The twister obliterated the shop and left large trucks and tractors strewn about like broken toys.

Erickson doesn't remember consciously diving for the undercarriage of the tractor, but he figured afterward that he must have reacted instinctively, as the tractor was a type he worked on during his training to become a mechanic.

After blasting through the Hansen property, the tornado went on to punish nearby homesteads, including one owned by Gareth and Linda Klimek.

Aware of tornado warnings, the couple took shelter in their basement shortly before the twister hit, according to their son, Loren, who on Thursday morning was looking over wreckage left behind by the tornado.

Loren Klimek said his parents held onto each other and said some "Our Fathers and Hail Marys" as they huddled together in the dark.

Then, he said his parents told him, there was a sudden flash of light, which they figured out later was probably the house being ripped off its foundation.

Klimek said when his parents looked around they discovered their house was utterly gone and a car had joined them in the basement, missing by inches the spot where they huddled together.

Following Wednesday evening's destruction, Klimek said the fact his parents survived made it all "a little easier" to take.

He said people searched Thursday morning for signs of the house, but little could be found.

There were some remnants, however.

Loren Klimek said his parents' checkbook was found in a backyard several miles away.

As the Klimeks and their neighbors took stock Thursday morning, people paused to remember what was lost and to give thanks for what wasn't as they began picking up the pieces of what remained.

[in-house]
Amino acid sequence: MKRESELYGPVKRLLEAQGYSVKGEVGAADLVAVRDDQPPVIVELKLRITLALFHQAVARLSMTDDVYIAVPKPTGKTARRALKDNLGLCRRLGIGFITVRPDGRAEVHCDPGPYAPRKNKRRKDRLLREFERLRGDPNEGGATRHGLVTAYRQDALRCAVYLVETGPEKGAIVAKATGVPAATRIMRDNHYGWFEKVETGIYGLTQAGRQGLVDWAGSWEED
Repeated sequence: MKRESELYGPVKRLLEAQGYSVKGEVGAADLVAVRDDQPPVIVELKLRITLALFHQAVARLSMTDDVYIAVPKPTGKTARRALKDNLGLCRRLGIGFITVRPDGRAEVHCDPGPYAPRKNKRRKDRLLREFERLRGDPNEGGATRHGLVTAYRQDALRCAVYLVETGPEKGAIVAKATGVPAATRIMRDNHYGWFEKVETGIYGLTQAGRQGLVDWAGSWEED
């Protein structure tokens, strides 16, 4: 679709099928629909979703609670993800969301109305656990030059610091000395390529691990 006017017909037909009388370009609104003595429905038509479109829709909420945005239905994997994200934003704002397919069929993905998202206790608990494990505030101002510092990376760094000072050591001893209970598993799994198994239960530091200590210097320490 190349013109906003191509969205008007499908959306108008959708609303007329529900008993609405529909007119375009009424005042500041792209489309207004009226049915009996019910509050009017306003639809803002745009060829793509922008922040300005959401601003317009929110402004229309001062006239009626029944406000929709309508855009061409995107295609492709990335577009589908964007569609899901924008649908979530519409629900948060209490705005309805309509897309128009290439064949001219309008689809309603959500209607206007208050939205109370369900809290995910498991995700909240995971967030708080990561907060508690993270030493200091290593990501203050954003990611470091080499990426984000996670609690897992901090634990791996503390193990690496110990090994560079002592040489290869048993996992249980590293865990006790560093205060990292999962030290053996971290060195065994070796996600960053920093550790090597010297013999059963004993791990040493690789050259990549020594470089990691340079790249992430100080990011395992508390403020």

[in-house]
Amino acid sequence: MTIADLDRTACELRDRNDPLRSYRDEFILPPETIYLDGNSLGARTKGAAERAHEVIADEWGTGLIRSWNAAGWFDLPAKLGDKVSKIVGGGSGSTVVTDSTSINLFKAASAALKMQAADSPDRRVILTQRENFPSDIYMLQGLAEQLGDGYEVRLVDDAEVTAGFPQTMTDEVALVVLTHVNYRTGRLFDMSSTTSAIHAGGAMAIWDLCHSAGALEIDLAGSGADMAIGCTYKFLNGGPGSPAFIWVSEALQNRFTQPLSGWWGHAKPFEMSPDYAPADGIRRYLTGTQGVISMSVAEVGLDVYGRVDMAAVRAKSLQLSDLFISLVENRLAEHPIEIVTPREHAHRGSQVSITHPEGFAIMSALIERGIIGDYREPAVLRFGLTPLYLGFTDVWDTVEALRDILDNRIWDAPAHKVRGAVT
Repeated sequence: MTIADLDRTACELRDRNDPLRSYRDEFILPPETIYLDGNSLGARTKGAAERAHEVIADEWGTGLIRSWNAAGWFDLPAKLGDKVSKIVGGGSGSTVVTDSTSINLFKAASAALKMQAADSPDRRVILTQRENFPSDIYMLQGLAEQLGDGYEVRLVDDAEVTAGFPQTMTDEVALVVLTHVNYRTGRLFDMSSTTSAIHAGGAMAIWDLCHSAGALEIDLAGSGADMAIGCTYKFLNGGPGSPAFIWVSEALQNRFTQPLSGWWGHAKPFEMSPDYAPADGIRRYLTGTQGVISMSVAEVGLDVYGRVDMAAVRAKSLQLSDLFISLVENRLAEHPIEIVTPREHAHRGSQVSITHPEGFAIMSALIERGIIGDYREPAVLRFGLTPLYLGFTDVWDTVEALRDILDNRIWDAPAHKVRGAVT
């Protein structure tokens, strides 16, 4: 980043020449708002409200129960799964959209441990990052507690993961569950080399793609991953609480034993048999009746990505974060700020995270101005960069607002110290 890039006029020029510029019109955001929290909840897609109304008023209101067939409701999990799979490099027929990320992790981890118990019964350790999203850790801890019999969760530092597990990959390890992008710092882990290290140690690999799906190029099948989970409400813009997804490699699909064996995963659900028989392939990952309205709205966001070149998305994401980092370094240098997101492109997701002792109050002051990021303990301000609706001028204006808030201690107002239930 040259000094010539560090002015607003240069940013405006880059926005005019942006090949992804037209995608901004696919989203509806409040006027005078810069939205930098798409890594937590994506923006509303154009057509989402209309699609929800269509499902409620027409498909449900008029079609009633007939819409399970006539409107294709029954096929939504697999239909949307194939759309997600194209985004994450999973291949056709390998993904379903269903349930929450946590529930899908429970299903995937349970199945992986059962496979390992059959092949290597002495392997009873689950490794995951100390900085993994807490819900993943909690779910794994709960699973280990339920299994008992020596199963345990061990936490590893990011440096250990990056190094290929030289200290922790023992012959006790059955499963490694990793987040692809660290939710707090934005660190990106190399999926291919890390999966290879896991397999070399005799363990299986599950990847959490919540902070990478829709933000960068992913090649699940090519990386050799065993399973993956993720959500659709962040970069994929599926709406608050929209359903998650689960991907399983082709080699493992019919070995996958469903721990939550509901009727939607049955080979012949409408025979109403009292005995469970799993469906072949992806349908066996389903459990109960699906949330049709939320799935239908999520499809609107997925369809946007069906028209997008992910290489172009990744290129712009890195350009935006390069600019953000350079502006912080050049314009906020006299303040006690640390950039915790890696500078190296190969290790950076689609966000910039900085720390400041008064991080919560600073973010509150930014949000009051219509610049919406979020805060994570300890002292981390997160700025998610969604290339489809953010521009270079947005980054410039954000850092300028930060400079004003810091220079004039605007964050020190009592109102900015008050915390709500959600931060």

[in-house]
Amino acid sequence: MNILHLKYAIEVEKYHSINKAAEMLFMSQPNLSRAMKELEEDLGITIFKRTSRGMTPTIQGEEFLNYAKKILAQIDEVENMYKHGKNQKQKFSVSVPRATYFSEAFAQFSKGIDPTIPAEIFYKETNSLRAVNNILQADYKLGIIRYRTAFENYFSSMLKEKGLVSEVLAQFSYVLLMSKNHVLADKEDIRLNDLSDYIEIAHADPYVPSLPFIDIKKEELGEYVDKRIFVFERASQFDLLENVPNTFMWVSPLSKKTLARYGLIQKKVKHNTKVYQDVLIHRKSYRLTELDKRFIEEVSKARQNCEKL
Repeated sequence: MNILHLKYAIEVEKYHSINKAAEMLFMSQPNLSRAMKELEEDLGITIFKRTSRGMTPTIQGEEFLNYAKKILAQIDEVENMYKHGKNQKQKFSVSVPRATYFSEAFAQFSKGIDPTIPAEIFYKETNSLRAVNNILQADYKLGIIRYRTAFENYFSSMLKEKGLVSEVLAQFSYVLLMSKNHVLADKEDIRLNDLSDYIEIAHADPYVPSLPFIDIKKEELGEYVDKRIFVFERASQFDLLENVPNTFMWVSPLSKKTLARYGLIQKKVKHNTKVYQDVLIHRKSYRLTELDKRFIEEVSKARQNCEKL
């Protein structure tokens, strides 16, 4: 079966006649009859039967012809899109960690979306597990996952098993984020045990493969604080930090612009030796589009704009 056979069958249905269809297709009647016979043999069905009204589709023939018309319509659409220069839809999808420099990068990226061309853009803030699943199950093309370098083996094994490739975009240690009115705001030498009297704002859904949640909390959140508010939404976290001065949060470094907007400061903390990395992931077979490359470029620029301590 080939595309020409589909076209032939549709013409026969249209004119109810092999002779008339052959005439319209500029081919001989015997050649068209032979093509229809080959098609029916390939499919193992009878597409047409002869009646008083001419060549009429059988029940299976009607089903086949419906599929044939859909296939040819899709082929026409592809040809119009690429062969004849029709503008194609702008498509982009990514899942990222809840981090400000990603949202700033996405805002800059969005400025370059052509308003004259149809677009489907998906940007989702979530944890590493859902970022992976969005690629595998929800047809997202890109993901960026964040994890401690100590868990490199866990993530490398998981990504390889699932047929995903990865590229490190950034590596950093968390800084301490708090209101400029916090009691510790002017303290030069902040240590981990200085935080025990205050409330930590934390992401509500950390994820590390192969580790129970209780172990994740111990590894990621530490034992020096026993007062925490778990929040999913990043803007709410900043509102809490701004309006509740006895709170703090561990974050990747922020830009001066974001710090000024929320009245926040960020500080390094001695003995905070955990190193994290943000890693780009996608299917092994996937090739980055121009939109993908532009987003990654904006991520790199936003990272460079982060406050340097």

Don Trulson, Nicole Hansen's father, said his son-in-law, Travis, happened to be away from the shop on business when the twister struck, as was an employee who otherwise would have been at the business.

Trulson said he left his daughter's house for his own home shortly before the twister struck.

"I saw the funnel in my rearview mirror," he said.

Trulson added that a family in the area offered to provide his daughter's family with a place to live until they got back on their feet.

Loren Klimek said his parents would be staying with family.

According to a statement released by the Otter Tail County Sheriff's Office, it is believed two tornadoes touched down in the Dalton area Wednesday evening, creating a 6 to 9 mile path of destruction in the area about 12 miles southwest of Fergus Falls.

The first tornado was reported at 5:08 p.m. 6 miles south of Dalton, following a National Weather Service tornado warning for the area, the Sheriff's Office said.

A second tornado was reported at 5:11 p.m. Wednesday 6 miles south of Dalton and one-half mile from Interstate 94 in Grant County, traveling northwest, according to the Sheriff's Office, which responded along with assistance from surrounding law, fire, and emergency medical service agencies.

The Sheriff's Office said the National Weather Service determined the tornado Nelson died in was classified as a category three on the enhanced Fujita scale — meaning it had wind speeds between 136 and 165 mph.

Dave Olson